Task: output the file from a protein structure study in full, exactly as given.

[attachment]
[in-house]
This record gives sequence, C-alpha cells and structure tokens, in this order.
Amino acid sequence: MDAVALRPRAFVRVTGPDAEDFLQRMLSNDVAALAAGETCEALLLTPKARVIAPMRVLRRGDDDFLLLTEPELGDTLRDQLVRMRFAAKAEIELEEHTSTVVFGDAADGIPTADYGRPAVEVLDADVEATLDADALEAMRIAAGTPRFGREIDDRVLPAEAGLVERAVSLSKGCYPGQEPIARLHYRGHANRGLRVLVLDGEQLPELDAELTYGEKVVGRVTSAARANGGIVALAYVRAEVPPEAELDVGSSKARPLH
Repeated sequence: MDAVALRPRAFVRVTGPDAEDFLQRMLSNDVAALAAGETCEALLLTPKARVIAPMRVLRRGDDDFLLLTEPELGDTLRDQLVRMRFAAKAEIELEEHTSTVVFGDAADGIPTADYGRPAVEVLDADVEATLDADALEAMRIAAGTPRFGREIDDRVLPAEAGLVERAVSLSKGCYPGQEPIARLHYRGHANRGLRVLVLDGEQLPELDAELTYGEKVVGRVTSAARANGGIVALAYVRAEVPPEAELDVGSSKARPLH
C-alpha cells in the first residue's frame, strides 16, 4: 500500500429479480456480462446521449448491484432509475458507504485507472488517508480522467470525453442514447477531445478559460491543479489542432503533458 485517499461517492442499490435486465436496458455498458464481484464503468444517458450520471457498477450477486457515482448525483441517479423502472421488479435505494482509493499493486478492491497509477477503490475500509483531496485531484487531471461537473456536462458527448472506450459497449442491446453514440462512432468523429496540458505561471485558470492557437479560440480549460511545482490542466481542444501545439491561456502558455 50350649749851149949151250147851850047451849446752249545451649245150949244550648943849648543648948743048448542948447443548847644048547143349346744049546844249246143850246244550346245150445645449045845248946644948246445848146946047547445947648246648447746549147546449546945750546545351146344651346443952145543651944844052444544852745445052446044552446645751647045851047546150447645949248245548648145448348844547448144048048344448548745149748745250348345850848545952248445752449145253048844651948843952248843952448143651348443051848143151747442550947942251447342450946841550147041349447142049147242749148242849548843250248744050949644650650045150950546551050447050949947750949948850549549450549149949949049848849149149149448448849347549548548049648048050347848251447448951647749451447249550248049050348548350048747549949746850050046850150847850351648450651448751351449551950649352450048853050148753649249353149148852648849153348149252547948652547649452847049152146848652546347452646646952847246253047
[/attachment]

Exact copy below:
[in-house]
This record gives sequence, C-alpha cells and structure tokens, in this order.
Amino acid sequence: MDAVALRPRAFVRVTGPDAEDFLQRMLSNDVAALAAGETCEALLLTPKARVIAPMRVLRRGDDDFLLLTEPELGDTLRDQLVRMRFAAKAEIELEEHTSTVVFGDAADGIPTADYGRPAVEVLDADVEATLDADALEAMRIAAGTPRFGREIDDRVLPAEAGLVERAVSLSKGCYPGQEPIARLHYRGHANRGLRVLVLDGEQLPELDAELTYGEKVVGRVTSAARANGGIVALAYVRAEVPPEAELDVGSSKARPLH
Repeated sequence: MDAVALRPRAFVRVTGPDAEDFLQRMLSNDVAALAAGETCEALLLTPKARVIAPMRVLRRGDDDFLLLTEPELGDTLRDQLVRMRFAAKAEIELEEHTSTVVFGDAADGIPTADYGRPAVEVLDADVEATLDADALEAMRIAAGTPRFGREIDDRVLPAEAGLVERAVSLSKGCYPGQEPIARLHYRGHANRGLRVLVLDGEQLPELDAELTYGEKVVGRVTSAARANGGIVALAYVRAEVPPEAELDVGSSKARPLH
C-alpha cells in the first residue's frame, strides 16, 4: 500500500429479480456480462446521449448491484432509475458507504485507472488517508480522467470525453442514447477531445478559460491543479489542432503533458 485517499461517492442499490435486465436496458455498458464481484464503468444517458450520471457498477450477486457515482448525483441517479423502472421488479435505494482509493499493486478492491497509477477503490475500509483531496485531484487531471461537473456536462458527448472506450459497449442491446453514440462512432468523429496540458505561471485558470492557437479560440480549460511545482490542466481542444501545439491561456502558455 50350649749851149949151250147851850047451849446752249545451649245150949244550648943849648543648948743048448542948447443548847644048547143349346744049546844249246143850246244550346245150445645449045845248946644948246445848146946047547445947648246648447746549147546449546945750546545351146344651346443952145543651944844052444544852745445052446044552446645751647045851047546150447645949248245548648145448348844547448144048048344448548745149748745250348345850848545952248445752449145253048844651948843952248843952448143651348443051848143151747442550947942251447342450946841550147041349447142049147242749148242849548843250248744050949644650650045150950546551050447050949947750949948850549549450549149949949049848849149149149448448849347549548548049648048050347848251447448951647749451447249550248049050348548350048747549949746850050046850150847850351648450651448751351449551950649352450048853050148753649249353149148852648849153348149252547948652547649452847049152146848652546347452646646952847246253047